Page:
Russell Chozick: And you know that to backup and then back up your back ups. We will FTP people critical information, but we’re not going to let them download 40 gigs of information what they’ve recovered. So what we found now is we started using – any time speed increases happen we started using the newest technology, so anyone that comes in with a MacDrive will it out of whatever enclosure that they have and we’ll put it right in our thunderbolt dock and use thunderbolt to a thunderbolt source and a thunderbolt destination to make sure that we can move data as fast as possible and then all of our systems are – the PCs are all the USB 3 in any status, so we can move data as fast as possible. It’s just going to take very less time for us to move data and get it in the mail overnight than it is to use the Internet . Austin is getting Google fiber here soon, so…

Robin Miller: Isn’t that special. Are you all happy? Why doesn’t Manatee County, where we have more cows than people, Manatee County, Florida, we need that more than you guys….

Russell Chozick: Well, I mean I know the cows use a lot of bandwidth, so maybe that’s why they won’t let you guys. This industry is a bit strange and you really have to be careful on who you use, because your first chance of data recovery is always usually the best. There’s a lot of people out there that claim to do it all and maybe they can and that’s great, and I know there’s lot of great companies out there. But there’s a lot that see dollar signs in this and they maybe can only do low level or logical stuff, logical recoveries recovered from corrupt files systems and things like that, and they can’t work on the stuff that I’m talking about here where I have to wire up memory chip from an Android phone to pull data off of it.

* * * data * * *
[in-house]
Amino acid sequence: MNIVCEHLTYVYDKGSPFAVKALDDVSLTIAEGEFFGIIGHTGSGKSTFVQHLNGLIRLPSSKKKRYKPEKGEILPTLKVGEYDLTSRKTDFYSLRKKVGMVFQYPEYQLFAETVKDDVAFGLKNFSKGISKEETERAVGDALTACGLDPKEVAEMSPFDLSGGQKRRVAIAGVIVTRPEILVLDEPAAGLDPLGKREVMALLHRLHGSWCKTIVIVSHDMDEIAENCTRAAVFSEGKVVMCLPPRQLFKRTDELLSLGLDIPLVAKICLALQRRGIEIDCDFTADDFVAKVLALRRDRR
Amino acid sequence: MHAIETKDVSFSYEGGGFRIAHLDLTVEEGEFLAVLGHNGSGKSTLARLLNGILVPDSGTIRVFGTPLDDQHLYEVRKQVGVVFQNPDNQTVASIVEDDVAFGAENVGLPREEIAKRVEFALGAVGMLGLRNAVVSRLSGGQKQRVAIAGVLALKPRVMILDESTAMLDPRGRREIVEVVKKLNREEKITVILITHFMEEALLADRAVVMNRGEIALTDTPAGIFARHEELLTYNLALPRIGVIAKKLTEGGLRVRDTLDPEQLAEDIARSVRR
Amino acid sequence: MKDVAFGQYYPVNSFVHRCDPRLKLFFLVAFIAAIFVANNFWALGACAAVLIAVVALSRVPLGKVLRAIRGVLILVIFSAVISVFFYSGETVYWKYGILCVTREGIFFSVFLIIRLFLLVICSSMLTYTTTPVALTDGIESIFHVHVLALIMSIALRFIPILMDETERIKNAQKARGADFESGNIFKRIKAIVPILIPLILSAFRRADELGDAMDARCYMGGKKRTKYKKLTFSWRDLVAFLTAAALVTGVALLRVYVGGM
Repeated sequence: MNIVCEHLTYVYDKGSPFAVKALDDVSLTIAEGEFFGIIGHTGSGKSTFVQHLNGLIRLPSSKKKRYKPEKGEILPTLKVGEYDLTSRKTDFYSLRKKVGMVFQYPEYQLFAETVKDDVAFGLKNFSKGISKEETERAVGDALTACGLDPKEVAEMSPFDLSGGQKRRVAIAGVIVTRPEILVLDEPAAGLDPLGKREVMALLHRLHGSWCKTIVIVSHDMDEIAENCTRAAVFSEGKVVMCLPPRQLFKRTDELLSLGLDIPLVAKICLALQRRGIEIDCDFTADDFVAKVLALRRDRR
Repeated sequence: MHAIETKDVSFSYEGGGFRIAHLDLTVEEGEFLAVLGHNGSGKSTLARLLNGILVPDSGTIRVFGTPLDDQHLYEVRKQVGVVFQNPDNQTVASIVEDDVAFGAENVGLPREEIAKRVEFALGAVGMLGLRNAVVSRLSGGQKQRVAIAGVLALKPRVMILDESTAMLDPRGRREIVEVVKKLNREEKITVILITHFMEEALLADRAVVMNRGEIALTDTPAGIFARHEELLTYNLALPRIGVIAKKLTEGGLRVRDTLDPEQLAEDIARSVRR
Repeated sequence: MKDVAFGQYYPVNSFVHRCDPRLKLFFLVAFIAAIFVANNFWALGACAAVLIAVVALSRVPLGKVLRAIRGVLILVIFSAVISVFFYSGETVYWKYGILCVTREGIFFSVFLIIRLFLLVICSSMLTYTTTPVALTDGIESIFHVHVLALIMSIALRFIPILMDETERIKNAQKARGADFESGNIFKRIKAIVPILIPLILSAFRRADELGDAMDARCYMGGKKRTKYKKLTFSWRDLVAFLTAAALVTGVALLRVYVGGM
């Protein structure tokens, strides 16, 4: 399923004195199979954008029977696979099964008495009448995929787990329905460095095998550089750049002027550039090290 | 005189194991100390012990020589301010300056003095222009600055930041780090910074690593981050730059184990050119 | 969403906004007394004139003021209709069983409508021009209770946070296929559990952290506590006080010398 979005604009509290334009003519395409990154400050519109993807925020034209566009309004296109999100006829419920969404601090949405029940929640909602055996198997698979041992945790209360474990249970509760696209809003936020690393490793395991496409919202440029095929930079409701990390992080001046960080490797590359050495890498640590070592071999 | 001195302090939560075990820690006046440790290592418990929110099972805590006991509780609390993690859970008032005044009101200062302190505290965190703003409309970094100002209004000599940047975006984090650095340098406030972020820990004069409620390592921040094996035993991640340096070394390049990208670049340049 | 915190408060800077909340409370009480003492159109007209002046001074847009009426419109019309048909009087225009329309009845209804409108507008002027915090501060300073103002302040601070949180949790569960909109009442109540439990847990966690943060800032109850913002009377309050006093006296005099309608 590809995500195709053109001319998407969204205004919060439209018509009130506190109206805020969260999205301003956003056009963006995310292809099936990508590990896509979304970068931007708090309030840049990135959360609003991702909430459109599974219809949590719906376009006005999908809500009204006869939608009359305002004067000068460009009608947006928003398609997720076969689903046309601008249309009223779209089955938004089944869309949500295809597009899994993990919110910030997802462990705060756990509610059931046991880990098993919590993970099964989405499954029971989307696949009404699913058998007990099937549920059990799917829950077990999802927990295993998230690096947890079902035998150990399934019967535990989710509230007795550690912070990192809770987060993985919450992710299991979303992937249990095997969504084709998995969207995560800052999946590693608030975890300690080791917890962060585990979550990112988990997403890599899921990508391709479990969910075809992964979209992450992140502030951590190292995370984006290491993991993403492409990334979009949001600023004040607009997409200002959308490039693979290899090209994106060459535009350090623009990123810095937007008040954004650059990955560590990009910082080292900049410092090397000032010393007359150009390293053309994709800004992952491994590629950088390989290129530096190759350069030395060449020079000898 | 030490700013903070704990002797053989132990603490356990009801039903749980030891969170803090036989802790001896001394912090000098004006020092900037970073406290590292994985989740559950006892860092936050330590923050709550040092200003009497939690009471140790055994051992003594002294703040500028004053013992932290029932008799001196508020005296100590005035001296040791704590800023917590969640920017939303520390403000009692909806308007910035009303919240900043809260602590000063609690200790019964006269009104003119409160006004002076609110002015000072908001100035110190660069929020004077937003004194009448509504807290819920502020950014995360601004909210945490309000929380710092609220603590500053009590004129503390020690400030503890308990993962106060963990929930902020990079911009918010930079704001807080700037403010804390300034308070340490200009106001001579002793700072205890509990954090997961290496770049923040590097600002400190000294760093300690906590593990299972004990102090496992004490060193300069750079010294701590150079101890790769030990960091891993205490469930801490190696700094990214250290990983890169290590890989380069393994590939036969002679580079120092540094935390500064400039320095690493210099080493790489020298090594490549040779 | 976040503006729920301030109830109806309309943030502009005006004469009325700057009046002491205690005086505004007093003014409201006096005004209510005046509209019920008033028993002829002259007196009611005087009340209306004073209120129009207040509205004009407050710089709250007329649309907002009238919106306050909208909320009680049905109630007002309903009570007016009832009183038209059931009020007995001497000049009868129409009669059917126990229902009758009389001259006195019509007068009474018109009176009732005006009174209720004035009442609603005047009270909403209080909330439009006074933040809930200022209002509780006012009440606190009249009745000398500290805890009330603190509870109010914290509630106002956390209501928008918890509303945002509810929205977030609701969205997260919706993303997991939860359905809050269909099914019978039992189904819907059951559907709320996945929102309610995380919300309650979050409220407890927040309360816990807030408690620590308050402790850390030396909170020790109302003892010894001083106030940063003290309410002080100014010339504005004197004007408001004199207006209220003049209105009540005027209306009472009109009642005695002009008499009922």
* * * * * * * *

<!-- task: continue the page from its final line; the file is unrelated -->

You can’t tell me that a one man shop somewhere is going to be able to have the resources to do that, this is an expensive business to run, we have expensive equipment, we have large lab space, lot of computers, lot of overhead, we have laminate flow benches to open hard drives underneath, we have a huge parts inventory, so there’s just – you just got to be careful on who you use, and there are several reputable companies out there.

Robin Miller: Well, look we can see right behind you, those are some very uncheap looking racks with monitors on top of them.

Russell Chozick: Yeah, I mean, and to be honest, those computers are typical every day computers, but there’s hardware in there for imaging computers that is very expensive, what’s running right back here are we got three different computers all imaging hard drive sector-by-sector and what it does is when it runs into bad sectors, it can dig deeper, it can skip that, it can come back to that later, we could even say it, oh we really want to image everything that’s on one certain surface of the platter of the hard drive and things like that.

So we can get real granular and we could also go forwards and we can go backwards and then we could say, set the time out for a little bit longer. So we can kind of create our own algorithm for how a driver is behaving. And this stage is even after we’ve done the physical work to the drive. So pretend the read/write heads failed on a particular drive, we bring it into our clean room, we do any kind of part replacement that may need to be done to repair, temporarily repair the drive and then it goes to back here where we image the drive.

It’s a non-tech savvy that really just think that the devices are invincible and that or it’s not going to happen to them, but it does, and we do recoveries for a wide range of people anywhere and like you said, the data is got to be valuable, but the most irreplaceable data is sometimes what lot of people would consider not that valuable in a sense of this is going to take my whole business down. It’s more like pictures of your kids since they were a baby and if someone has that only in the digital format that’s the kind of data that it’s not only irreplaceable, you can’t create that again